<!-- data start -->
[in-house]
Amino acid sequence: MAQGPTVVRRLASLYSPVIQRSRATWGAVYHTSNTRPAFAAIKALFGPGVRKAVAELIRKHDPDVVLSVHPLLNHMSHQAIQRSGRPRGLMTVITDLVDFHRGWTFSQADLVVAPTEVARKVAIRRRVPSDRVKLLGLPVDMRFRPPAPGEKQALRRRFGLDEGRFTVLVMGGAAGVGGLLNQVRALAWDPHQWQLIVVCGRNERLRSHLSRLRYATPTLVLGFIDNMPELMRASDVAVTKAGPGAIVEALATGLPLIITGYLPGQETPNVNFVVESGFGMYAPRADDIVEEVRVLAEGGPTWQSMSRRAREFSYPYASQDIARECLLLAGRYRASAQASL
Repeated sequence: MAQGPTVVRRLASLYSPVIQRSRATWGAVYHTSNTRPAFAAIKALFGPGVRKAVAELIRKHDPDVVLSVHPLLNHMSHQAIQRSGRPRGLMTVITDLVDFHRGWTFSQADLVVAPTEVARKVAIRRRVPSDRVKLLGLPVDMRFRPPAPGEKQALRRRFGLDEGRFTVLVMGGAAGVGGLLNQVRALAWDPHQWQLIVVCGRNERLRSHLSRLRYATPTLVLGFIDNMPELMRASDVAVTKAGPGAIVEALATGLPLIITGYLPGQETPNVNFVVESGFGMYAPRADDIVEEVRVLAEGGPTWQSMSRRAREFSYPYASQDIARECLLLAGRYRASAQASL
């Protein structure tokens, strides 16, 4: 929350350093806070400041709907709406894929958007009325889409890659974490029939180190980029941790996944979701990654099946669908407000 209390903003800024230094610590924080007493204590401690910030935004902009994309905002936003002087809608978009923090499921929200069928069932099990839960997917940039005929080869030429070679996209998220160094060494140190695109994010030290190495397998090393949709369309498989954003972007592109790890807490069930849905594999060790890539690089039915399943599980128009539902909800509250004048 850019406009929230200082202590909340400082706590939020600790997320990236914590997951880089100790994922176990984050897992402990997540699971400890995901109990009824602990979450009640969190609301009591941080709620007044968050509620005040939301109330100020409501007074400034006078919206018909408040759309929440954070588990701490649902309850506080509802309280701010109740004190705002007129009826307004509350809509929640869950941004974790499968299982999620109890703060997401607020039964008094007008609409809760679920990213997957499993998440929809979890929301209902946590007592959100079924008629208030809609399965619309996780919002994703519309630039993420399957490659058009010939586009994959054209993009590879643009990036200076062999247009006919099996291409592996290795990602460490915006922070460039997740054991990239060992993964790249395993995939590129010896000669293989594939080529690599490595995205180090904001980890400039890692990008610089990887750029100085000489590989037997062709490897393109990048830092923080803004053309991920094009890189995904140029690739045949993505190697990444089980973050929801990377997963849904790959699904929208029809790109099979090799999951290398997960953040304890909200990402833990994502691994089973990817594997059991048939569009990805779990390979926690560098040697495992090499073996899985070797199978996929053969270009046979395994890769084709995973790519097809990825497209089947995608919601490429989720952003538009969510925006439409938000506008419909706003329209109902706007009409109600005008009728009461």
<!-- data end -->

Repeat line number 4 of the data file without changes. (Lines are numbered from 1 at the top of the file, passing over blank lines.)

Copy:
């Protein structure tokens, strides 16, 4: 929350350093806070400041709907709406894929958007009325889409890659974490029939180190980029941790996944979701990654099946669908407000 209390903003800024230094610590924080007493204590401690910030935004902009994309905002936003002087809608978009923090499921929200069928069932099990839960997917940039005929080869030429070679996209998220160094060494140190695109994010030290190495397998090393949709369309498989954003972007592109790890807490069930849905594999060790890539690089039915399943599980128009539902909800509250004048 850019406009929230200082202590909340400082706590939020600790997320990236914590997951880089100790994922176990984050897992402990997540699971400890995901109990009824602990979450009640969190609301009591941080709620007044968050509620005040939301109330100020409501007074400034006078919206018909408040759309929440954070588990701490649902309850506080509802309280701010109740004190705002007129009826307004509350809509929640869950941004974790499968299982999620109890703060997401607020039964008094007008609409809760679920990213997957499993998440929809979890929301209902946590007592959100079924008629208030809609399965619309996780919002994703519309630039993420399957490659058009010939586009994959054209993009590879643009990036200076062999247009006919099996291409592996290795990602460490915006922070460039997740054991990239060992993964790249395993995939590129010896000669293989594939080529690599490595995205180090904001980890400039890692990008610089990887750029100085000489590989037997062709490897393109990048830092923080803004053309991920094009890189995904140029690739045949993505190697990444089980973050929801990377997963849904790959699904929208029809790109099979090799999951290398997960953040304890909200990402833990994502691994089973990817594997059991048939569009990805779990390979926690560098040697495992090499073996899985070797199978996929053969270009046979395994890769084709995973790519097809990825497209089947995608919601490429989720952003538009969510925006439409938000506008419909706003329209109902706007009409109600005008009728009461």